Post-LASIK dry eye, photophobia not aided by cyclosporine

October 1, 2006
Lynda Charters

San Francisco-Cyclosporine ophthalmic emulsion 0.05% (Restasis, Allergan) does not seem to provide a benefit for patients with a normal ocular surface when the drug is started postoperatively for either dryness or photophobia during the first month following LASIK. The light sensitivity in patients using topical cyclosporine was slightly higher 5 weeks after LASIK compared with the control patients randomly assigned to carboxymethylcellulose sodium 1.0% (Celluvisc, Allergan).

Emily Nosova, an undergraduate student at New York University, New York, and Ella G. Faktorovich, MD, conducted a prospective study to determine the efficacy of topical cyclosporine in dry eye and photophobia after LASIK performed using the IntraLase femtosecond laser (IntraLase Corp.).

Forty patients, all of whom wore soft contact lenses, participated in the study. The patients were evenly randomly assigned preoperatively to receive either topical cyclosporine or, as a control, carboxymeth-ylcellulose sodium 1.0%. Both medications were used twice daily beginning 1 week after LASIK and continuing for 4 weeks. The medications were started 1 week after LASIK because the vehicle in Topical cyclosporine is an emollient that has been associated with increased risk of epithelial ingrowth if used during the first postoperative week when the edge of the flap has not healed yet. All patients stopped wearing contact lenses 1 week before the LASIK was performed. Following surgery, all patients were examined weekly for 4 weeks, according to Emily Nosova, who was the research fellow at Pacific Vision Institute, San Francisco. Dr. Faktorovich is the director of the institute.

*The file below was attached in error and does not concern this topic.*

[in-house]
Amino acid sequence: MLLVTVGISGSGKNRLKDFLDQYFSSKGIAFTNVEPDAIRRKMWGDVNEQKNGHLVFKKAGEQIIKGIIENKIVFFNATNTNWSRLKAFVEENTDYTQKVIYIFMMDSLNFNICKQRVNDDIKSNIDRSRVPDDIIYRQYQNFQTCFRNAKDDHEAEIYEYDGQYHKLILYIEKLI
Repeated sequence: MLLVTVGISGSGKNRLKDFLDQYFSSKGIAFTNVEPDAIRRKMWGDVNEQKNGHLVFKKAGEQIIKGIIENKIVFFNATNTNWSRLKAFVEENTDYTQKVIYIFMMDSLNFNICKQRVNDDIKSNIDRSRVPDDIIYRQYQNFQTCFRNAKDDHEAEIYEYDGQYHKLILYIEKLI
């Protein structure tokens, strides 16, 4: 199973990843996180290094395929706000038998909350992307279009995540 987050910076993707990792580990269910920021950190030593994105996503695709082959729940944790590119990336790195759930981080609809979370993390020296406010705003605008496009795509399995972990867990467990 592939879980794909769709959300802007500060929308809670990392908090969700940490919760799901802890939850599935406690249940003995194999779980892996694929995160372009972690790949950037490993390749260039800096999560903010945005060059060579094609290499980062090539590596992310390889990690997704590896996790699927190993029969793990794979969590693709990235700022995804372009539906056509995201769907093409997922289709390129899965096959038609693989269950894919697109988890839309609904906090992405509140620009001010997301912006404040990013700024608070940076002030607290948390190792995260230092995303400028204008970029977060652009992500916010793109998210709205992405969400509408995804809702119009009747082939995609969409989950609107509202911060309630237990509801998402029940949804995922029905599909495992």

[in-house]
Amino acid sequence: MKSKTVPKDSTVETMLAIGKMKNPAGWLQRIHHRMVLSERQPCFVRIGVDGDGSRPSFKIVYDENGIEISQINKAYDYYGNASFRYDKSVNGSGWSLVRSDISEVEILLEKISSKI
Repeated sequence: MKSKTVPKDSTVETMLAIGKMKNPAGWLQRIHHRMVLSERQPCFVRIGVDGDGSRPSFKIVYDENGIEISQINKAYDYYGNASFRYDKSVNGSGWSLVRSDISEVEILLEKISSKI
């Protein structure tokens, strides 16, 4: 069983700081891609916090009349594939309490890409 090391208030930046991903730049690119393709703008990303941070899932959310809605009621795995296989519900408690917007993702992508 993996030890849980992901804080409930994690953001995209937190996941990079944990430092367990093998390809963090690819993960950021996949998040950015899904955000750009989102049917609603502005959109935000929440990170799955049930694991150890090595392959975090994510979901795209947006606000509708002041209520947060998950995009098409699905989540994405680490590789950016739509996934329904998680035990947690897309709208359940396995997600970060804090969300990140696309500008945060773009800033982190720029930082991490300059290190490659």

To describe the dry eye symptoms, the patients were given the Modified Dry Eye Questionnaire (Schein OD, et al. Relation between signs and symptoms of dry eye in the elderly: population based perspective. Ophthalmology 1997;104:1395-1401). To describe the photophobia symptoms, the patients were asked about sensitivity to light that makes it difficult to keep the eyes open in bright light such as outdoors in the sun, for example, as well as soreness and/or tearing when exposed to light.

Preoperatively, the patients were matched for age, refraction, and for preoperative symptoms of dry eye and light sensitivity.

"On the verbal descriptor scale, preoperatively, patients had mild dry eye; the symptoms peaked 1 week after LASIK, and then slowly decreased to slightly worse than the preoperative symptoms at 5 weeks postoperatively. We did not see a difference between topical cyclosporine and carboxymethylcellulose sodium 1.0%; in both groups the patterns were very similar," Nosova reported.

Using the visual analogue scale, the investigators found a similar pattern. The patients had mild dryness before surgery; the symptoms peaked 1 week after surgery, and then decreased in both of the study groups to close to the preoperative levels by 5 weeks after surgery.

Preoperatively, patients reported mild light sensitivity on the verbal descriptor scale.

"Interestingly," the investigators found, "the symptoms in the carboxymethylcellulose sodium 1.0% group decreased to less than the preoperative level by 5 weeks after surgery. In the topical cyclosporine group, the patients had slightly more light sensitivity than in the carboxymethylcellulose sodium 1.0% group."

The difference between the groups reached significance (p = 0.032).

Using the visual analogue scale, they saw a similar pattern. Before surgery the patients had mild light sensitivity and after surgery they had less light sensitivity in both groups. The topical cyclosporine group had a slightly higher degree of light sensitivity.